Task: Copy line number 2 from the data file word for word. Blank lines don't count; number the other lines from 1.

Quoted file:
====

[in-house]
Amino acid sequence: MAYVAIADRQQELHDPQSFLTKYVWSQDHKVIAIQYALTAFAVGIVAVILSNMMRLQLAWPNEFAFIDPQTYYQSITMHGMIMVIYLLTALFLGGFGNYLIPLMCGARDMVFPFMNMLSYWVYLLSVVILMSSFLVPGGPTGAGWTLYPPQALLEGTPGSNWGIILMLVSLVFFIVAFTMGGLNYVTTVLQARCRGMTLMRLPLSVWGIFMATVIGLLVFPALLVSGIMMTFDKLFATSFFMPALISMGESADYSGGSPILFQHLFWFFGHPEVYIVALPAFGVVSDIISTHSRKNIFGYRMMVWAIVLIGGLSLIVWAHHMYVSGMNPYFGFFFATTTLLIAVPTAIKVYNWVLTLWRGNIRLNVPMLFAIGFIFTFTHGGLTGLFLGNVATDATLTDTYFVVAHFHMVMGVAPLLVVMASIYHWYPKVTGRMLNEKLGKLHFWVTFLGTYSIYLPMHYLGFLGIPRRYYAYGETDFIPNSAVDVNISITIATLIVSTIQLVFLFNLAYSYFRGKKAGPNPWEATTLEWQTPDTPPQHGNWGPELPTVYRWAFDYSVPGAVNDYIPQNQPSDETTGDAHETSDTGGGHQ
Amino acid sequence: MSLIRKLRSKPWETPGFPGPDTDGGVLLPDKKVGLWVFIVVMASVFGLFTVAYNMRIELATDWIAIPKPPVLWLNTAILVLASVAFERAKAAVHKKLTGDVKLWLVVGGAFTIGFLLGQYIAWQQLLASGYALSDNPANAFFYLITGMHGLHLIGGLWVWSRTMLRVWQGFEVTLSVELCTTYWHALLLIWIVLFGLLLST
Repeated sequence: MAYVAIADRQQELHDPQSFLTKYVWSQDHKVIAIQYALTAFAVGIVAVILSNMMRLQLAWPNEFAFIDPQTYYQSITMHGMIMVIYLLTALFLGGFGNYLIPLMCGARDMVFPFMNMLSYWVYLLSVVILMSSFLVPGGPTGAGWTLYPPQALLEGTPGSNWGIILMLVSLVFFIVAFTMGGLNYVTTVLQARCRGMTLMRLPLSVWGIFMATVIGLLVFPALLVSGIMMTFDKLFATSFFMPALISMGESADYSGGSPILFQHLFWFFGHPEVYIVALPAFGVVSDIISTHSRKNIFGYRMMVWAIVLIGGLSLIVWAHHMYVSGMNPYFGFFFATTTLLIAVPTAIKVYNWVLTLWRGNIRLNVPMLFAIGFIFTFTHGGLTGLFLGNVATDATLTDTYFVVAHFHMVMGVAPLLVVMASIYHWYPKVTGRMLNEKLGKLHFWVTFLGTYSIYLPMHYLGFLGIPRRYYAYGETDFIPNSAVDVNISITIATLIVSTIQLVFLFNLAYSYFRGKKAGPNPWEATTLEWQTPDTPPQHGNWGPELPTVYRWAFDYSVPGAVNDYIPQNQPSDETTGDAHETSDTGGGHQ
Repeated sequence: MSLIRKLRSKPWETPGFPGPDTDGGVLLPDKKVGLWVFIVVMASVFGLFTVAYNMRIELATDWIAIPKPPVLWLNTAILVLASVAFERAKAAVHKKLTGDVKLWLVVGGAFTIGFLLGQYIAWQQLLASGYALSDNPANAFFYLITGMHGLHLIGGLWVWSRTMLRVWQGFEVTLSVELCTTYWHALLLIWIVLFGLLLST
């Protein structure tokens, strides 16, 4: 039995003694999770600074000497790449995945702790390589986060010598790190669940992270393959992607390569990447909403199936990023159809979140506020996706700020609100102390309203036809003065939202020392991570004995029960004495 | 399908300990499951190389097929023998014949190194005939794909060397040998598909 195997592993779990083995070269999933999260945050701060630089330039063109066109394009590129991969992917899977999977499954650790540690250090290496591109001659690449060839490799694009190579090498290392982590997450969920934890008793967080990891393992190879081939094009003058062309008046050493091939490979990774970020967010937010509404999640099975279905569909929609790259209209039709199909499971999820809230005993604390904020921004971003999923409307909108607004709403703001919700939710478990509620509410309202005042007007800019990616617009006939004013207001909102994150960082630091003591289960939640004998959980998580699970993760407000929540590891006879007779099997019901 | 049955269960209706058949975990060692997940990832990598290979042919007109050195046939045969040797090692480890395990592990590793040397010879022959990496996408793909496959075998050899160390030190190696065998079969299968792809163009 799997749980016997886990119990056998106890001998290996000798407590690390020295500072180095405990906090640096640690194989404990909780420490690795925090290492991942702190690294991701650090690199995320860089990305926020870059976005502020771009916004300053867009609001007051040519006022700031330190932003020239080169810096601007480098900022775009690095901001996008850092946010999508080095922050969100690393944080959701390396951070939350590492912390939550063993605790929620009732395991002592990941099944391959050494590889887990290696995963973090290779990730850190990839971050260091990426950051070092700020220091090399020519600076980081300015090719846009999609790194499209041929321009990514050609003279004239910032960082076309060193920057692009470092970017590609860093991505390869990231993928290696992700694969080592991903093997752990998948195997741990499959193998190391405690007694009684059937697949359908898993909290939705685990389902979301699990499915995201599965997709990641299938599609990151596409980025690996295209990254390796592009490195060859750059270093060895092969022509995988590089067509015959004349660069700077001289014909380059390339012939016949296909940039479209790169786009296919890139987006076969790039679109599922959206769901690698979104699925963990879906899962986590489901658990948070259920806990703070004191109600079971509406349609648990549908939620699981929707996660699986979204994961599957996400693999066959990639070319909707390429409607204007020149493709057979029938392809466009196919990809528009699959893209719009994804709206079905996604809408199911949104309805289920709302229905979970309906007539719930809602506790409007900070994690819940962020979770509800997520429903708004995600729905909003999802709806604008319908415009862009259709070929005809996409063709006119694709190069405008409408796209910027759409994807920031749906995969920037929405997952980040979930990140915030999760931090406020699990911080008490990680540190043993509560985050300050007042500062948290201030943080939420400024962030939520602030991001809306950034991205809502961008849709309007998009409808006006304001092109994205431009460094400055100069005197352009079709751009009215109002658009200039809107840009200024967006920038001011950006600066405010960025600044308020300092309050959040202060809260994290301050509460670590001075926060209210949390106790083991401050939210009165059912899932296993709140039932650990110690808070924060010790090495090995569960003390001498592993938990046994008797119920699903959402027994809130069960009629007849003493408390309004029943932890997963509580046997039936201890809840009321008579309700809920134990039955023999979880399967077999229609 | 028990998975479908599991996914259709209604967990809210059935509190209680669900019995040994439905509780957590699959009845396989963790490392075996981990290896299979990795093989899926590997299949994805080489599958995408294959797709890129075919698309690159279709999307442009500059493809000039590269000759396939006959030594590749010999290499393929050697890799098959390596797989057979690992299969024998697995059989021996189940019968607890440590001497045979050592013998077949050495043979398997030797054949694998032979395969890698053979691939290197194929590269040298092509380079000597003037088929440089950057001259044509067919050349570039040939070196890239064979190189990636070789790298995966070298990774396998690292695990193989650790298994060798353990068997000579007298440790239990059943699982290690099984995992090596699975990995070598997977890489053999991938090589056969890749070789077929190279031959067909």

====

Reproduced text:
Amino acid sequence: MAYVAIADRQQELHDPQSFLTKYVWSQDHKVIAIQYALTAFAVGIVAVILSNMMRLQLAWPNEFAFIDPQTYYQSITMHGMIMVIYLLTALFLGGFGNYLIPLMCGARDMVFPFMNMLSYWVYLLSVVILMSSFLVPGGPTGAGWTLYPPQALLEGTPGSNWGIILMLVSLVFFIVAFTMGGLNYVTTVLQARCRGMTLMRLPLSVWGIFMATVIGLLVFPALLVSGIMMTFDKLFATSFFMPALISMGESADYSGGSPILFQHLFWFFGHPEVYIVALPAFGVVSDIISTHSRKNIFGYRMMVWAIVLIGGLSLIVWAHHMYVSGMNPYFGFFFATTTLLIAVPTAIKVYNWVLTLWRGNIRLNVPMLFAIGFIFTFTHGGLTGLFLGNVATDATLTDTYFVVAHFHMVMGVAPLLVVMASIYHWYPKVTGRMLNEKLGKLHFWVTFLGTYSIYLPMHYLGFLGIPRRYYAYGETDFIPNSAVDVNISITIATLIVSTIQLVFLFNLAYSYFRGKKAGPNPWEATTLEWQTPDTPPQHGNWGPELPTVYRWAFDYSVPGAVNDYIPQNQPSDETTGDAHETSDTGGGHQ